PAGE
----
A taste of the islands in Chicago

December 22, 2008 8:15:23 AM PST
Longing to head somewhere warmer? ABC7's Hungry Hound takes you to Hawaii. The legendary Trader VIC's re-opened its doors this week bringing back Mai Tai's and Pu pu platters to the Gold Coast.

It's not alone. There are a half-dozen Hawaiian-themed bars and restaurants in the area, all of which serve traditional food and drink with a friendly 'aloha.'

Images of Hawaii tend to fall into a few categories: tropical drinks and, of course, dancing, both of which are in abundance at Tiki Terrace, a Hawaiian-themed restaurant in a Des Plaines strip mall.

On the weekends, they offer dinner-and-a-show and the food is far from Cliche. Native taro root is cut into fries or used in salsa while poke - the Hawaiian tuna - is seared and plated with sauteed peppers and onions. Kahlua pork is roasted and shredded, paired with white rice and a side of macaroni and the Hawaiian kalbi features marinated and grilled short ribs.

"Many of the dishes are local dishes. Our chef is from Hawaii, he definitely knows the tastes and the elements that make for good local food," said Scott Zuziak of Tiki Terrace.

Haupia cake is dense, topped with fresh coconut and there are plenty of colorful drinks to match the atmosphere.

Speaking of drinks, that's all they've been making for the past 45 years, at the legendary Hala Kahiki in River Grove, South of O'Hare. With names like the Blue Hawaii and the Zombie, there are dozens of combinations here, many involving rum. Want to drink with a friend? Try the Volcano. And after a drink, check out the kitschy gift shop to pick up a lei or a tacky Hawaiian shirt.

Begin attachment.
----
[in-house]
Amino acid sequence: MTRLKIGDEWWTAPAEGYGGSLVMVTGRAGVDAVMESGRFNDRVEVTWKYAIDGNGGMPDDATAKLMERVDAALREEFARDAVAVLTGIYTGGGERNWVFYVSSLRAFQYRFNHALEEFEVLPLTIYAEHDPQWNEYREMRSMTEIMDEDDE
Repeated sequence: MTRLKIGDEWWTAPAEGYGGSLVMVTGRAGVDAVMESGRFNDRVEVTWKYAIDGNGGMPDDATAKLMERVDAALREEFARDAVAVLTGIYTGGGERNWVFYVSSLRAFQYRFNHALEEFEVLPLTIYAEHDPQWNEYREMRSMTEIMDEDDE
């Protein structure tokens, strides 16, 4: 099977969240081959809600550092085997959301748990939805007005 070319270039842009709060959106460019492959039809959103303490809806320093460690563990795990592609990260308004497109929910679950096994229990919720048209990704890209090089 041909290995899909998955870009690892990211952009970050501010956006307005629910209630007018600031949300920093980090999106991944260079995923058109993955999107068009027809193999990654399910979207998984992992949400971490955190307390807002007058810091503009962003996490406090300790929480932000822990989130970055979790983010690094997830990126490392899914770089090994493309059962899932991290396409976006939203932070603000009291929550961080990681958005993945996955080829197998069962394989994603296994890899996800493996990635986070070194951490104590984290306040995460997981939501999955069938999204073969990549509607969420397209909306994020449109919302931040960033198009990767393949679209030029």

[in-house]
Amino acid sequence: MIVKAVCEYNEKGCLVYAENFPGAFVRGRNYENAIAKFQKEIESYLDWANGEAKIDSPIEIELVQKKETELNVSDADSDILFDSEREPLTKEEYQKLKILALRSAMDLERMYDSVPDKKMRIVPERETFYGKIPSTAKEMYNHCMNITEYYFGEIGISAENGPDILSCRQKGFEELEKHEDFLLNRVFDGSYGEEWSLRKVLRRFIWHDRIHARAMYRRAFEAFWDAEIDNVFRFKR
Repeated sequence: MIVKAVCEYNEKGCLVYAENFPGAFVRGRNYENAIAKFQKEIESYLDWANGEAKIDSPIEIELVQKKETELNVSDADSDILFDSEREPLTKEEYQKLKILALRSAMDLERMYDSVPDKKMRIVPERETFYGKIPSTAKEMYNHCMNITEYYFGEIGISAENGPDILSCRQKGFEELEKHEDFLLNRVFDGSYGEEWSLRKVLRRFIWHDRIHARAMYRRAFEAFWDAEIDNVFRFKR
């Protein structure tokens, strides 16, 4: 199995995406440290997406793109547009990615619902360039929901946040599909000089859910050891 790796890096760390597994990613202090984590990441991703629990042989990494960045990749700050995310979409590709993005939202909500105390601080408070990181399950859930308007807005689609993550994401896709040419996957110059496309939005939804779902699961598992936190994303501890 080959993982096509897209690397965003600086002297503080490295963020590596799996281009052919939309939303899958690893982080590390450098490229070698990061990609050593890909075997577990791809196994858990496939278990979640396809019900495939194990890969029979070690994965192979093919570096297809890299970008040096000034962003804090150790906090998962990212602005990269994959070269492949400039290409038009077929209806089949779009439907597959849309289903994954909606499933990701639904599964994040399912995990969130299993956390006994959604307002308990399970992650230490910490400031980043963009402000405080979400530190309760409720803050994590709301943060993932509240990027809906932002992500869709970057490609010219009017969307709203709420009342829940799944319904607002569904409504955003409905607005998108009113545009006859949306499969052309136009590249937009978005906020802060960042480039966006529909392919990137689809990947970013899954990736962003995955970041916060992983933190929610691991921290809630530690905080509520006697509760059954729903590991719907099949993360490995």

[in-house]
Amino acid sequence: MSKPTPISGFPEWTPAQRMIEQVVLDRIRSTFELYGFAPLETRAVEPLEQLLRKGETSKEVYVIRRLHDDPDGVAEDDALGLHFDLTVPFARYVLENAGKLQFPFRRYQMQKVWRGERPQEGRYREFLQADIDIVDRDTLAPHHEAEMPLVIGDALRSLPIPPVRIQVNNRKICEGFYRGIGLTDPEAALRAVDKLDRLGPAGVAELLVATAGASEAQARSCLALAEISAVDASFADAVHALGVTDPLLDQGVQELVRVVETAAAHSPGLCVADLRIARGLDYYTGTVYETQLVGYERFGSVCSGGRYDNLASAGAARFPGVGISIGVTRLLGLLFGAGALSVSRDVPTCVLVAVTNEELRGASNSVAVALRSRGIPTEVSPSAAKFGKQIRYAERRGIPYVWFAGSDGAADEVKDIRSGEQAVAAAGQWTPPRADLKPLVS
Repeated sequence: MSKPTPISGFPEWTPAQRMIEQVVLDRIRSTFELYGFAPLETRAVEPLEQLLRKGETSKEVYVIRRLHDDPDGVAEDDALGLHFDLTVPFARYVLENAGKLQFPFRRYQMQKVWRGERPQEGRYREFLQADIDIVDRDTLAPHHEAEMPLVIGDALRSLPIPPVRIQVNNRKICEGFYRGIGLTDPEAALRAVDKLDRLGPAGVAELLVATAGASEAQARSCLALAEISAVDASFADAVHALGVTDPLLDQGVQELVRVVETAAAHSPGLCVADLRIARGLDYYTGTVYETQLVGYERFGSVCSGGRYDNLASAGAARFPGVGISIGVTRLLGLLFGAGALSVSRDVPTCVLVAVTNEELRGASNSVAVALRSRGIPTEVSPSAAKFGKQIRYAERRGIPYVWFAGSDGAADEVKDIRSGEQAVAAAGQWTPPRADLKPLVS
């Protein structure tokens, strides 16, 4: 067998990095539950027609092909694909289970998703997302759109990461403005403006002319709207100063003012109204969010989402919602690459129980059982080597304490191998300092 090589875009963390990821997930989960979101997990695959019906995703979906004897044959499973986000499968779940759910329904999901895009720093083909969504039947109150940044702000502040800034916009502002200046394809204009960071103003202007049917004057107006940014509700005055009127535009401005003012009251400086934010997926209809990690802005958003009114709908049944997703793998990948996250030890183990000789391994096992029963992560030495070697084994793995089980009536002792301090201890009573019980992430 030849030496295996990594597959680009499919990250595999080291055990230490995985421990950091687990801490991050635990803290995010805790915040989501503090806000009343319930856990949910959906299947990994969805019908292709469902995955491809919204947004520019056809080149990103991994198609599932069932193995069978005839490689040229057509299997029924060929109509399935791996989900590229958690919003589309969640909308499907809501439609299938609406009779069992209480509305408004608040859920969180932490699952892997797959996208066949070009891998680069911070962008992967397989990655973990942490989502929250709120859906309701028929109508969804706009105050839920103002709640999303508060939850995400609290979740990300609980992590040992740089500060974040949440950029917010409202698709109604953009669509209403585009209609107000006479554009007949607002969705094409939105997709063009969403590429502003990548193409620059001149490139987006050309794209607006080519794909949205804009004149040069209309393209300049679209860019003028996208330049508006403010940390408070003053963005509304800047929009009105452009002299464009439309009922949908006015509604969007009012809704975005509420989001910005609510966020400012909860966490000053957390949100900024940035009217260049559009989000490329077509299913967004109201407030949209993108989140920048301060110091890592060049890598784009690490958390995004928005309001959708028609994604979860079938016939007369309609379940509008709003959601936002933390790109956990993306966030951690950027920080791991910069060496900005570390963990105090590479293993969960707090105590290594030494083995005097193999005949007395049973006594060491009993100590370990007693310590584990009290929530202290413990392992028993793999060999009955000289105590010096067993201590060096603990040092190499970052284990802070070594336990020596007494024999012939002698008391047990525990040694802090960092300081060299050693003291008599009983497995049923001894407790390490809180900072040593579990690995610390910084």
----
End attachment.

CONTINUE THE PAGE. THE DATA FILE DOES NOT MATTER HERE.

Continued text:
In Lincoln Park, Aloha Eats offers one of Hawaii's favorite meals: the plate lunch.

"Plate lunch is what I like to call poor man's fusion. It's going be two scoops of white rice, a scoop of macaroni salad, and usually like a main, meat entree of some kind. Because there's so many different ethnicities in Hawaii, it's a mishmash of all of those ethnicities contributing to the plate," said Ivan Lee, owner of Aloha Eats.

So there could be Japanese-inspired katsu - breaded and fried pork - but there could also be terriyaki beef, chicken and Korean-inspired kalbi, all on the same plate (over rice and elbow macaroni of course). Plus Spam?

"Because of the military presence, you have a lot of Spam, and it didn't get the stigma after the War was over, that it does here on the mainland; we consume more of it per capita in Hawaii than anywhere else in the world," said Ivan Lee of Aloha Eats Hawaiian Grill.

It's served musubi-style, grilled, then topped by a block of soy sauce-laden rice. Lee says like so many of the dishes natives eat, it's simple and hearty.

"Really affordable, large portions; very savory foods," said Lee.

Another spot for plate lunches is the Big Ka Hoo Na Hawaiian BBQ in downtown Evanston. Plus Roy's in River North, for a more upscale approach to island cuisine.

The Tiki Terrace 1591 Lee St., Des Plaines 847-795-8454 www.thetikiterrace.com

Hala Kahiki
2834 River Rd., River Grove
708-456-3222
www.hala-kahiki.com

Aloha Eats, A Hawaiian Grill
2534 N. Clark St.
773-935-6828

Also mentioned:
Roy's
720 N. State St.
312-787-7599

Big Ka Hoo Na Hawaiian BBQ
822 Clark St., Evanston
847-475-1234

Trader Vic's
1030 N. State St.
312-642-6500


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